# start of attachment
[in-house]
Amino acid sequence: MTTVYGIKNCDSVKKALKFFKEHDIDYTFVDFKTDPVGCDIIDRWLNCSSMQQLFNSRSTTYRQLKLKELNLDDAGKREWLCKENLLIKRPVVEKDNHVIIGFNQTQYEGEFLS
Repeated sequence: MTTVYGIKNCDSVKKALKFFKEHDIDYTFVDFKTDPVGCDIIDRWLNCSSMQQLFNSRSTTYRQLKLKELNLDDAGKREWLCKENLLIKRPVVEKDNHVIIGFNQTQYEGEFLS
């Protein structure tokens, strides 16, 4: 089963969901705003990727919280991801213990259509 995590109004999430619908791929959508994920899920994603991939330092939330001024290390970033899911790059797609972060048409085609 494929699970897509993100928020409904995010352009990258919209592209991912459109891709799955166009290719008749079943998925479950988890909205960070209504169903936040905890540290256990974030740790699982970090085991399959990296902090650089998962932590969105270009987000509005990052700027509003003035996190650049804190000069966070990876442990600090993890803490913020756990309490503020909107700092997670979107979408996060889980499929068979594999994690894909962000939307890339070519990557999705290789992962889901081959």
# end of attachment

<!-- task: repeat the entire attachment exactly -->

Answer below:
[in-house]
Amino acid sequence: MTTVYGIKNCDSVKKALKFFKEHDIDYTFVDFKTDPVGCDIIDRWLNCSSMQQLFNSRSTTYRQLKLKELNLDDAGKREWLCKENLLIKRPVVEKDNHVIIGFNQTQYEGEFLS
Repeated sequence: MTTVYGIKNCDSVKKALKFFKEHDIDYTFVDFKTDPVGCDIIDRWLNCSSMQQLFNSRSTTYRQLKLKELNLDDAGKREWLCKENLLIKRPVVEKDNHVIIGFNQTQYEGEFLS
């Protein structure tokens, strides 16, 4: 089963969901705003990727919280991801213990259509 995590109004999430619908791929959508994920899920994603991939330092939330001024290390970033899911790059797609972060048409085609 494929699970897509993100928020409904995010352009990258919209592209991912459109891709799955166009290719008749079943998925479950988890909205960070209504169903936040905890540290256990974030740790699982970090085991399959990296902090650089998962932590969105270009987000509005990052700027509003003035996190650049804190000069966070990876442990600090993890803490913020756990309490503020909107700092997670979107979408996060889980499929068979594999994690894909962000939307890339070519990557999705290789992962889901081959």